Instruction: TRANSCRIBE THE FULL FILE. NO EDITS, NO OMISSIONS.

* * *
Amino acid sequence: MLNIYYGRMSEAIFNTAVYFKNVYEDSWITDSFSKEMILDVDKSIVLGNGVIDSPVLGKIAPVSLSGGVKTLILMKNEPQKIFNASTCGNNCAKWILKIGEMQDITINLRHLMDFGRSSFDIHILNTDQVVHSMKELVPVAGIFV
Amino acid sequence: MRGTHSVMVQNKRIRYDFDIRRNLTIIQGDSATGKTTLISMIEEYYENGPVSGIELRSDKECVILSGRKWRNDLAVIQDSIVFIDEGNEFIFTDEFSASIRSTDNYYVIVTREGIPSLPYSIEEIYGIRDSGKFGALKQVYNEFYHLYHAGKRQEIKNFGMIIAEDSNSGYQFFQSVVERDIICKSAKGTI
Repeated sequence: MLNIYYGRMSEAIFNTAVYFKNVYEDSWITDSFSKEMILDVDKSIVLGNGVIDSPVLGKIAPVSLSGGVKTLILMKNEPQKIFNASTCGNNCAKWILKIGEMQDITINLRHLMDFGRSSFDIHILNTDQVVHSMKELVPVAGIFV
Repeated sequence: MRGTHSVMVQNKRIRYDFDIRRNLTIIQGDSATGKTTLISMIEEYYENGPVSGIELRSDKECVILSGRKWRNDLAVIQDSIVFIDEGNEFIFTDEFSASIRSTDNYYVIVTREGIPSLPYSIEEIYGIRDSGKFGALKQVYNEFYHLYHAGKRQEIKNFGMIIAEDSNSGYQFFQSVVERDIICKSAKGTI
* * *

Amino acid sequence: MLNIYYGRMSEAIFNTAVYFKNVYEDSWITDSFSKEMILDVDKSIVLGNGVIDSPVLGKIAPVSLSGGVKTLILMKNEPQKIFNASTCGNNCAKWILKIGEMQDITINLRHLMDFGRSSFDIHILNTDQVVHSMKELVPVAGIFV
Amino acid sequence: MRGTHSVMVQNKRIRYDFDIRRNLTIIQGDSATGKTTLISMIEEYYENGPVSGIELRSDKECVILSGRKWRNDLAVIQDSIVFIDEGNEFIFTDEFSASIRSTDNYYVIVTREGIPSLPYSIEEIYGIRDSGKFGALKQVYNEFYHLYHAGKRQEIKNFGMIIAEDSNSGYQFFQSVVERDIICKSAKGTI
Repeated sequence: MLNIYYGRMSEAIFNTAVYFKNVYEDSWITDSFSKEMILDVDKSIVLGNGVIDSPVLGKIAPVSLSGGVKTLILMKNEPQKIFNASTCGNNCAKWILKIGEMQDITINLRHLMDFGRSSFDIHILNTDQVVHSMKELVPVAGIFV
Repeated sequence: MRGTHSVMVQNKRIRYDFDIRRNLTIIQGDSATGKTTLISMIEEYYENGPVSGIELRSDKECVILSGRKWRNDLAVIQDSIVFIDEGNEFIFTDEFSASIRSTDNYYVIVTREGIPSLPYSIEEIYGIRDSGKFGALKQVYNEFYHLYHAGKRQEIKNFGMIIAEDSNSGYQFFQSVVERDIICKSAKGTI